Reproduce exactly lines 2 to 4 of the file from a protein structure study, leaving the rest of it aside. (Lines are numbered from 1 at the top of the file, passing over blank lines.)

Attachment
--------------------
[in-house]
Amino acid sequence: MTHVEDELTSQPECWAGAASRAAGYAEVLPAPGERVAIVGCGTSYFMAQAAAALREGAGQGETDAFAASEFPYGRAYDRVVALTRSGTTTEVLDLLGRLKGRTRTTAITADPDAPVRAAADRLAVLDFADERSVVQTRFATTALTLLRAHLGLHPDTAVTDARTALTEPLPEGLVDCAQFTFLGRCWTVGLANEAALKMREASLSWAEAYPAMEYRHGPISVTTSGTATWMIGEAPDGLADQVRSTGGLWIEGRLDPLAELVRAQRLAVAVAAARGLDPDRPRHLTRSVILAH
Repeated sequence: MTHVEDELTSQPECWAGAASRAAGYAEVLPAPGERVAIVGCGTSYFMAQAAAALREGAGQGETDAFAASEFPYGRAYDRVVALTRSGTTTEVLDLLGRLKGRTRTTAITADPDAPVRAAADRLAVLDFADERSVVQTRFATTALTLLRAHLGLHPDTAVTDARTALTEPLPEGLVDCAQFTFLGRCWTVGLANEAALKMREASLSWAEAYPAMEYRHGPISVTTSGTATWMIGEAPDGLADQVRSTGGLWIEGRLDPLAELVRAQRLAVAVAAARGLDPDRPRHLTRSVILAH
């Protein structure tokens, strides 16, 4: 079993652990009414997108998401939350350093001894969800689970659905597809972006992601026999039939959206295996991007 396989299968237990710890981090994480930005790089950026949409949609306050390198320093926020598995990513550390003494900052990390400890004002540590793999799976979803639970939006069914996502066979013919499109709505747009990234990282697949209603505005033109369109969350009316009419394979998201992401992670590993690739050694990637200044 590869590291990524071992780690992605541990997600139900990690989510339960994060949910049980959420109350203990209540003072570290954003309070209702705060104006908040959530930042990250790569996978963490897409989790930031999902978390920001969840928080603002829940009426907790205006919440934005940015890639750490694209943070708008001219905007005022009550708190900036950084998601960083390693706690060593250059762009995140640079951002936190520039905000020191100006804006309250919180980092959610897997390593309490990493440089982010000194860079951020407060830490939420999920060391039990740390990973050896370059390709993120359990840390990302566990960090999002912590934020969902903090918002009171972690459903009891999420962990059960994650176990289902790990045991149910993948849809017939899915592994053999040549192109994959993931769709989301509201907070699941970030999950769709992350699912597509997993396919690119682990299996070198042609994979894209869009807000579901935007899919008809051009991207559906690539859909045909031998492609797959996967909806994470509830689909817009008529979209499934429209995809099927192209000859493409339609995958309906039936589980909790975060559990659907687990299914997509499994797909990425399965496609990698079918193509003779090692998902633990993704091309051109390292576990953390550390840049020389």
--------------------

Amino acid sequence: MTHVEDELTSQPECWAGAASRAAGYAEVLPAPGERVAIVGCGTSYFMAQAAAALREGAGQGETDAFAASEFPYGRAYDRVVALTRSGTTTEVLDLLGRLKGRTRTTAITADPDAPVRAAADRLAVLDFADERSVVQTRFATTALTLLRAHLGLHPDTAVTDARTALTEPLPEGLVDCAQFTFLGRCWTVGLANEAALKMREASLSWAEAYPAMEYRHGPISVTTSGTATWMIGEAPDGLADQVRSTGGLWIEGRLDPLAELVRAQRLAVAVAAARGLDPDRPRHLTRSVILAH
Repeated sequence: MTHVEDELTSQPECWAGAASRAAGYAEVLPAPGERVAIVGCGTSYFMAQAAAALREGAGQGETDAFAASEFPYGRAYDRVVALTRSGTTTEVLDLLGRLKGRTRTTAITADPDAPVRAAADRLAVLDFADERSVVQTRFATTALTLLRAHLGLHPDTAVTDARTALTEPLPEGLVDCAQFTFLGRCWTVGLANEAALKMREASLSWAEAYPAMEYRHGPISVTTSGTATWMIGEAPDGLADQVRSTGGLWIEGRLDPLAELVRAQRLAVAVAAARGLDPDRPRHLTRSVILAH
């Protein structure tokens, strides 16, 4: 079993652990009414997108998401939350350093001894969800689970659905597809972006992601026999039939959206295996991007 396989299968237990710890981090994480930005790089950026949409949609306050390198320093926020598995990513550390003494900052990390400890004002540590793999799976979803639970939006069914996502066979013919499109709505747009990234990282697949209603505005033109369109969350009316009419394979998201992401992670590993690739050694990637200044 590869590291990524071992780690992605541990997600139900990690989510339960994060949910049980959420109350203990209540003072570290954003309070209702705060104006908040959530930042990250790569996978963490897409989790930031999902978390920001969840928080603002829940009426907790205006919440934005940015890639750490694209943070708008001219905007005022009550708190900036950084998601960083390693706690060593250059762009995140640079951002936190520039905000020191100006804006309250919180980092959610897997390593309490990493440089982010000194860079951020407060830490939420999920060391039990740390990973050896370059390709993120359990840390990302566990960090999002912590934020969902903090918002009171972690459903009891999420962990059960994650176990289902790990045991149910993948849809017939899915592994053999040549192109994959993931769709989301509201907070699941970030999950769709992350699912597509997993396919690119682990299996070198042609994979894209869009807000579901935007899919008809051009991207559906690539859909045909031998492609797959996967909806994470509830689909817009008529979209499934429209995809099927192209000859493409339609995958309906039936589980909790975060559990659907687990299914997509499994797909990425399965496609990698079918193509003779090692998902633990993704091309051109390292576990953390550390840049020389």